fighting against Russia on thej
Eastern front, but nothing has
stopped her from seeing that the;
Blue Legion is incorporated into4
the Nazi columns.;
The Falange militia is dissolved,
Franco announced with braying
trumpet, but the fact remains that
it was made part of the Spanish
Army, thus strategically placing key
positions in the hands of the Falange..
Most significantly, the appropriation
to the Falange has been tripled this
Fascist Poison in Argentina
IT IS apparent that Franco Spain
will not be crushed as will be
Germany following an Allied victory.
What a springboard for Germany's
What a springboard-right into
Latin America. The work has been
done very well indeed in Argentina.
The Colonels' clique has followed the
antics of the Falange in Spain and
the Nazi party in Germany. Nor is
that anything to marvel at. More
than half the money appropriated
to the Falange by the Spanish Gov-
ernment is earmarked for use in
Latin America. It cannot be said
that this money has been spent in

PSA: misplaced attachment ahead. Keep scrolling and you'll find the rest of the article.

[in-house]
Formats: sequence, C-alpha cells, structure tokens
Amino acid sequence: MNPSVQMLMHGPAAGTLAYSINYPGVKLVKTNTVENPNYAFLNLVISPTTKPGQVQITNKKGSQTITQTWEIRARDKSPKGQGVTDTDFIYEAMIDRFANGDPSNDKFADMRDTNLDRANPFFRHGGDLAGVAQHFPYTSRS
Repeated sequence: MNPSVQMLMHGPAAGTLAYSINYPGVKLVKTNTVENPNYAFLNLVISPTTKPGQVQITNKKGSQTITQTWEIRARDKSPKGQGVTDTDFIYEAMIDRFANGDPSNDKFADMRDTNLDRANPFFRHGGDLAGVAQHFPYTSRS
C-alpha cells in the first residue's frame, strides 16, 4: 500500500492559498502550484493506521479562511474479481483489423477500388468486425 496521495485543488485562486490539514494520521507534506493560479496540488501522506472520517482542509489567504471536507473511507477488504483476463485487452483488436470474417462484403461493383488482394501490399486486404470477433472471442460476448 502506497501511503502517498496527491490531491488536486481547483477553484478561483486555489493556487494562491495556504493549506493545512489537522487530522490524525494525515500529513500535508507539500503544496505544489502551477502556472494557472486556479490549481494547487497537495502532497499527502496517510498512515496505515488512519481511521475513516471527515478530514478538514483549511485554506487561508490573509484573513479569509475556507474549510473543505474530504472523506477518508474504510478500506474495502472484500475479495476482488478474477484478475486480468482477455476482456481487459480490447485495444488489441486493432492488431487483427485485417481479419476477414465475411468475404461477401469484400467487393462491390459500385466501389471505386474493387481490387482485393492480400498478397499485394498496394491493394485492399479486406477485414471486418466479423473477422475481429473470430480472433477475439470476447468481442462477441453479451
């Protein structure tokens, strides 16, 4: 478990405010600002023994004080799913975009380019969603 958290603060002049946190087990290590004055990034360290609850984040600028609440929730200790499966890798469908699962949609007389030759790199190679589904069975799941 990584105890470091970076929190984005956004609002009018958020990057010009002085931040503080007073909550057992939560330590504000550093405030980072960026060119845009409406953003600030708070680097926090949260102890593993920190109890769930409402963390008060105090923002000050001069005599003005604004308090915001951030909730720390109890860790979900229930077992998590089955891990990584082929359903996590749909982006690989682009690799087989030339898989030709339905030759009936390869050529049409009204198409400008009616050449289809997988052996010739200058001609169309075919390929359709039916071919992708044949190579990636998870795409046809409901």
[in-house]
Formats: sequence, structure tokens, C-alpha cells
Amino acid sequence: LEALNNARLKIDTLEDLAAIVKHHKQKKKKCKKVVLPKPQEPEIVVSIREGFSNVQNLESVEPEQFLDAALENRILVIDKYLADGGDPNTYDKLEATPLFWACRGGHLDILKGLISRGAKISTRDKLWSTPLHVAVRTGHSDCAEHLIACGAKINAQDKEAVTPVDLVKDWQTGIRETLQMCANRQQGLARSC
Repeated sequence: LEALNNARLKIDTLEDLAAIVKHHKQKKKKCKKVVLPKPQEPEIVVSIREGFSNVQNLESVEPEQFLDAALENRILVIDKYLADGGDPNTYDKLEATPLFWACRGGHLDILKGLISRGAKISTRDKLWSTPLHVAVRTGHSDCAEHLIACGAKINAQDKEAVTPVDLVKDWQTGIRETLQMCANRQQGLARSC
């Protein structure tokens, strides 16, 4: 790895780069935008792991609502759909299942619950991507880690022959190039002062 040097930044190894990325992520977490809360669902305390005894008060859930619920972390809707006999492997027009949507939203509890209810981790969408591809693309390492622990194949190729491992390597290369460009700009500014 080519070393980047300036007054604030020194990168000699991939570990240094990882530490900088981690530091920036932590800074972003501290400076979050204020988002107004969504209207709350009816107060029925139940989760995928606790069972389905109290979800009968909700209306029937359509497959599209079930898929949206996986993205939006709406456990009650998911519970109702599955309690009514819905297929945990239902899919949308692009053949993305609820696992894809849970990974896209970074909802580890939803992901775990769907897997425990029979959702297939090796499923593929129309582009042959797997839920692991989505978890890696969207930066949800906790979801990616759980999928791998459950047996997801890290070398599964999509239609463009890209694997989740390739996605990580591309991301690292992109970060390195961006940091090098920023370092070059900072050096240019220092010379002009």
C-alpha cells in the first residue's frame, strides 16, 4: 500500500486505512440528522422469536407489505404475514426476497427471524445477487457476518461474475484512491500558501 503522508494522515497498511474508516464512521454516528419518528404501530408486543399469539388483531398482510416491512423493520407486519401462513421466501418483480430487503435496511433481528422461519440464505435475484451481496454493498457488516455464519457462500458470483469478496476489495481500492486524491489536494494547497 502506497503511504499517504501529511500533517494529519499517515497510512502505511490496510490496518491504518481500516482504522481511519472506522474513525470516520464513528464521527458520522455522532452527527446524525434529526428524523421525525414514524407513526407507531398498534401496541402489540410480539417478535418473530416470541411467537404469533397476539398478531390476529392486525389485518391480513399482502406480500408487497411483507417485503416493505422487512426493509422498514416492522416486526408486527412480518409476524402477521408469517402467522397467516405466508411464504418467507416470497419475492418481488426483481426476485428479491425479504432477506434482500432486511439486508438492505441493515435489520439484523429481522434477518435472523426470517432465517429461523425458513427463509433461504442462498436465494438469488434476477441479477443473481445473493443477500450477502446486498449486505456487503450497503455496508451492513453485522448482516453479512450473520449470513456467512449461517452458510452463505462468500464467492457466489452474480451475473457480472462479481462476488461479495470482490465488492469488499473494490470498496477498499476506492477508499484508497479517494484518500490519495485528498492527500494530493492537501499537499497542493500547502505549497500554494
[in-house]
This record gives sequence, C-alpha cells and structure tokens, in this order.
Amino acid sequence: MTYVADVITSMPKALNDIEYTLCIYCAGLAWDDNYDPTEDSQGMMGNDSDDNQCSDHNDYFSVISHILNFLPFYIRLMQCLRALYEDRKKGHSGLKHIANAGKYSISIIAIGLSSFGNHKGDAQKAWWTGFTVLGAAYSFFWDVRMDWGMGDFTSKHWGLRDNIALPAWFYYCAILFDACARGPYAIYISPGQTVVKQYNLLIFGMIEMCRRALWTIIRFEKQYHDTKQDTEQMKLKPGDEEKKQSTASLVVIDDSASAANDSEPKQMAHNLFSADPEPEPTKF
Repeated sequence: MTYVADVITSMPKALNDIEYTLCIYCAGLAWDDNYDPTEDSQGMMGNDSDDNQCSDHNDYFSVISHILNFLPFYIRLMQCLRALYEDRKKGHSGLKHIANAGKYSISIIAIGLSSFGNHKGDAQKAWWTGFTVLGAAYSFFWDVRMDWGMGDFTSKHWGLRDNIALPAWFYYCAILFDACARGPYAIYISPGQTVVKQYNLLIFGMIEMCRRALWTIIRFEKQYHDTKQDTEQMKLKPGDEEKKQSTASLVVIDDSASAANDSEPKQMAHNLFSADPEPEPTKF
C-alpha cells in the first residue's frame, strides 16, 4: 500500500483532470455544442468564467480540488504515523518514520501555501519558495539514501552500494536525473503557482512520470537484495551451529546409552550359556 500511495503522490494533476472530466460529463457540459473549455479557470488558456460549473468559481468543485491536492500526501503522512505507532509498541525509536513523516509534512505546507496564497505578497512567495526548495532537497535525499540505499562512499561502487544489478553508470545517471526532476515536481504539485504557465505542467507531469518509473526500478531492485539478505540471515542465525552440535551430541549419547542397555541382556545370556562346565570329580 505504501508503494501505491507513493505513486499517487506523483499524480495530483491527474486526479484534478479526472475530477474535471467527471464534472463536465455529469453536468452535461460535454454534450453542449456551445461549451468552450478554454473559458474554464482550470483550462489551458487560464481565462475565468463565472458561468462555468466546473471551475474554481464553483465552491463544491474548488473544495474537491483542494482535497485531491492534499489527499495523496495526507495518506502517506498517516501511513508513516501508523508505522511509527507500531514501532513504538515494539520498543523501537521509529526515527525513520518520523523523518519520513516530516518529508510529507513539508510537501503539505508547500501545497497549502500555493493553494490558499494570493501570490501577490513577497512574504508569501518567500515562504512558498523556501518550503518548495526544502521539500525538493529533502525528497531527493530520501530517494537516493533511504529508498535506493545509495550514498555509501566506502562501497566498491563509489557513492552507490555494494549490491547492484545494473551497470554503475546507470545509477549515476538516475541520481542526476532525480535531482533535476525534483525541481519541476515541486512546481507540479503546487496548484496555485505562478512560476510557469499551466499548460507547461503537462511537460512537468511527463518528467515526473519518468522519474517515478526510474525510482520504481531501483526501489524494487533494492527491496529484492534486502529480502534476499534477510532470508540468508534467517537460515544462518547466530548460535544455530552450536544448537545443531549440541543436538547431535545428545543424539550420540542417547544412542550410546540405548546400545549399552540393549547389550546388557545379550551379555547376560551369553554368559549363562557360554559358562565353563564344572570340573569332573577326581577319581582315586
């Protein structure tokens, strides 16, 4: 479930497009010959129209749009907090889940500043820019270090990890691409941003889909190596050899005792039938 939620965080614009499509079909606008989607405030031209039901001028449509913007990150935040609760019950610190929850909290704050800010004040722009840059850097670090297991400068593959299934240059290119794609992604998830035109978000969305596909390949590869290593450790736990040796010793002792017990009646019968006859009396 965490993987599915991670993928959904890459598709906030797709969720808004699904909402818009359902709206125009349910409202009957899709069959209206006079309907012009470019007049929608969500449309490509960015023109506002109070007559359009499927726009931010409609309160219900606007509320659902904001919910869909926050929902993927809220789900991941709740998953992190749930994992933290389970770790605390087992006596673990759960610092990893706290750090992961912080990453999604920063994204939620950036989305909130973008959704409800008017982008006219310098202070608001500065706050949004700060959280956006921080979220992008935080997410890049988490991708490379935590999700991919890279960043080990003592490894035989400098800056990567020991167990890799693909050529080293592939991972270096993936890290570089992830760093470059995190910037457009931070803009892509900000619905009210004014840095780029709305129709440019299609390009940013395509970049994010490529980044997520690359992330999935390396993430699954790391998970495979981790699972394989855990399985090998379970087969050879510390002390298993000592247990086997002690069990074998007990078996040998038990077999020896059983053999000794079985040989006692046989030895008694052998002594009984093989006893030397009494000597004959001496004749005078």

The administrations of President
Ramirez and Farrell followed
closely the Franco brand of neu-
trality. Riding high and hand-
some now is Col. Juan D. Peron,
Argentina's Vice-President. When
accused of organizing labor and
capital along totalitarian lines,
Peron declared, "If the Nazis think
along these lines, then the Nazis
must be right."
The "neutrality" practices of
Franco are assiduously aped by Ar-
gentina. True, after much pressure.
Argentina enacted the farce of break-
ing relations with the Axis, but the
smuggling of vital war materials to
Germany, such as platinum, indu-
strial diamonds, drugs (including in-
sulin) continues. The violently an-
ti-United States newspapers are en-
couraged to vilify the Northern neigh-
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NIGHT EDITOR: JENNIE FITCH
Editorials published in The" Michigan Daily